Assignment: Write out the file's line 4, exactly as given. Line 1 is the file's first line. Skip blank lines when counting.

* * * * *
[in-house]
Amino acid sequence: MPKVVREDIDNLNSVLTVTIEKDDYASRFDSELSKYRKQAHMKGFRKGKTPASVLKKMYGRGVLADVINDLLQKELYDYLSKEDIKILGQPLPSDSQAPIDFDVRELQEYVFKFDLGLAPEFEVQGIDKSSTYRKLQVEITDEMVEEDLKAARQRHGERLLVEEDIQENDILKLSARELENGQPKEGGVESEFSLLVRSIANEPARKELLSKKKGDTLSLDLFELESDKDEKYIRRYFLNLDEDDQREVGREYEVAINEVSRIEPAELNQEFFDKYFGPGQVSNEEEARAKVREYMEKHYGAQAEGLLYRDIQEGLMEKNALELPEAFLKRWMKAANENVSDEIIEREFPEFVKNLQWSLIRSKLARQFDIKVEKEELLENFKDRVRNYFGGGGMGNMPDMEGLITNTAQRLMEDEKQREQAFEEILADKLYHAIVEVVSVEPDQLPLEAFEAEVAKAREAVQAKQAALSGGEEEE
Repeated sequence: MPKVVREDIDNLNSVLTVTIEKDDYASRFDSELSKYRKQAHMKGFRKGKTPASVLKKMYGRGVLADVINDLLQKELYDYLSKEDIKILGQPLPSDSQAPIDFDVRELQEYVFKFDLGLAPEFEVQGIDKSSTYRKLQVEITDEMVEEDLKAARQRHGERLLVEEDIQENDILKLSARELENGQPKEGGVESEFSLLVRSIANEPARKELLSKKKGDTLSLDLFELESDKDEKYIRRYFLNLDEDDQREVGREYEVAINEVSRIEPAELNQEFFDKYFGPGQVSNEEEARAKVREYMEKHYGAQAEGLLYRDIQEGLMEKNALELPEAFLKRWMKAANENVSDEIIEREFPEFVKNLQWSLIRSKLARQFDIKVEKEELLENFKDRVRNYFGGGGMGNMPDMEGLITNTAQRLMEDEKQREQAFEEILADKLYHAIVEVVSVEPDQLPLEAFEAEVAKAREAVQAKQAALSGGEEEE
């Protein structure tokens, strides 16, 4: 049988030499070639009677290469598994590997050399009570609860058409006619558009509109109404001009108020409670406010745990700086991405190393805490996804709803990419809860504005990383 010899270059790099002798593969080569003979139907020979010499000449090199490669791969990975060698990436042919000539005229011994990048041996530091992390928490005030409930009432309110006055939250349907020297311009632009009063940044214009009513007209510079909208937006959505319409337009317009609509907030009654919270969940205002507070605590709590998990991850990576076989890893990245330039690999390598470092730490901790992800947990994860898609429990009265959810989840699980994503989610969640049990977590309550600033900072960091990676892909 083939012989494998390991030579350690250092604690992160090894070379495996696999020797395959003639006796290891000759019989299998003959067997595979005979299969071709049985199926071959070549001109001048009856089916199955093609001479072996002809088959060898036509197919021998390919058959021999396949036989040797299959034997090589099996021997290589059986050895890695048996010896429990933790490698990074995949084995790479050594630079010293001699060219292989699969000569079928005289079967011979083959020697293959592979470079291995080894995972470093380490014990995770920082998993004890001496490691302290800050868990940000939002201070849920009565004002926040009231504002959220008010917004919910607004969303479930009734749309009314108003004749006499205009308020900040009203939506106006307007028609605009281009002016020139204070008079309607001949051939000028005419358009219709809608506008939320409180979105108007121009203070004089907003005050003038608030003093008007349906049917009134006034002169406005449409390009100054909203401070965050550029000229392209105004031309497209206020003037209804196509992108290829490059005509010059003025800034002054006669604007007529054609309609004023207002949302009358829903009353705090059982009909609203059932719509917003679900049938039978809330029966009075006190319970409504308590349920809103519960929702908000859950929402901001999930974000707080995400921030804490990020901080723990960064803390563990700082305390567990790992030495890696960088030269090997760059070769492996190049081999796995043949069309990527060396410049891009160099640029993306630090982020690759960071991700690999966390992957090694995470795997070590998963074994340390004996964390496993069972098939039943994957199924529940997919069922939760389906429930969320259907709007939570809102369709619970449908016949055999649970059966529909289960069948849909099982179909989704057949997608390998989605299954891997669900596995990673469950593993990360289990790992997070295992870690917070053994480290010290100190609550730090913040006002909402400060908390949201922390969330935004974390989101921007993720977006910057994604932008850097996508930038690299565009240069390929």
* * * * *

């Protein structure tokens, strides 16, 4: 049988030499070639009677290469598994590997050399009570609860058409006619558009509109109404001009108020409670406010745990700086991405190393805490996804709803990419809860504005990383 010899270059790099002798593969080569003979139907020979010499000449090199490669791969990975060698990436042919000539005229011994990048041996530091992390928490005030409930009432309110006055939250349907020297311009632009009063940044214009009513007209510079909208937006959505319409337009317009609509907030009654919270969940205002507070605590709590998990991850990576076989890893990245330039690999390598470092730490901790992800947990994860898609429990009265959810989840699980994503989610969640049990977590309550600033900072960091990676892909 083939012989494998390991030579350690250092604690992160090894070379495996696999020797395959003639006796290891000759019989299998003959067997595979005979299969071709049985199926071959070549001109001048009856089916199955093609001479072996002809088959060898036509197919021998390919058959021999396949036989040797299959034997090589099996021997290589059986050895890695048996010896429990933790490698990074995949084995790479050594630079010293001699060219292989699969000569079928005289079967011979083959020697293959592979470079291995080894995972470093380490014990995770920082998993004890001496490691302290800050868990940000939002201070849920009565004002926040009231504002959220008010917004919910607004969303479930009734749309009314108003004749006499205009308020900040009203939506106006307007028609605009281009002016020139204070008079309607001949051939000028005419358009219709809608506008939320409180979105108007121009203070004089907003005050003038608030003093008007349906049917009134006034002169406005449409390009100054909203401070965050550029000229392209105004031309497209206020003037209804196509992108290829490059005509010059003025800034002054006669604007007529054609309609004023207002949302009358829903009353705090059982009909609203059932719509917003679900049938039978809330029966009075006190319970409504308590349920809103519960929702908000859950929402901001999930974000707080995400921030804490990020901080723990960064803390563990700082305390567990790992030495890696960088030269090997760059070769492996190049081999796995043949069309990527060396410049891009160099640029993306630090982020690759960071991700690999966390992957090694995470795997070590998963074994340390004996964390496993069972098939039943994957199924529940997919069922939760389906429930969320259907709007939570809102369709619970449908016949055999649970059966529909289960069948849909099982179909989704057949997608390998989605299954891997669900596995990673469950593993990360289990790992997070295992870690917070053994480290010290100190609550730090913040006002909402400060908390949201922390969330935004974390989101921007993720977006910057994604932008850097996508930038690299565009240069390929």